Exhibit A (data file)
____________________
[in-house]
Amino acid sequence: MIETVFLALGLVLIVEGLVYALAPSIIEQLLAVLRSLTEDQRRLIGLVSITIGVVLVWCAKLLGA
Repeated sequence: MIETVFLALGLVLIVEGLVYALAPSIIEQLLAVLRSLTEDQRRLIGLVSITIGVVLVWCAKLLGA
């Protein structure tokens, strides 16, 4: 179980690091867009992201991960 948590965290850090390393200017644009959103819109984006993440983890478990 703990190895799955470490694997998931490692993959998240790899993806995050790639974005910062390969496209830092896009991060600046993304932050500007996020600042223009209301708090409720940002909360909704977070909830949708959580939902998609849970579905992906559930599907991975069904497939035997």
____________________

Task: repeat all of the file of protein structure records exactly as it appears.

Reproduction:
[in-house]
Amino acid sequence: MIETVFLALGLVLIVEGLVYALAPSIIEQLLAVLRSLTEDQRRLIGLVSITIGVVLVWCAKLLGA
Repeated sequence: MIETVFLALGLVLIVEGLVYALAPSIIEQLLAVLRSLTEDQRRLIGLVSITIGVVLVWCAKLLGA
């Protein structure tokens, strides 16, 4: 179980690091867009992201991960 948590965290850090390393200017644009959103819109984006993440983890478990 703990190895799955470490694997998931490692993959998240790899993806995050790639974005910062390969496209830092896009991060600046993304932050500007996020600042223009209301708090409720940002909360909704977070909830949708959580939902998609849970579905992906559930599907991975069904497939035997």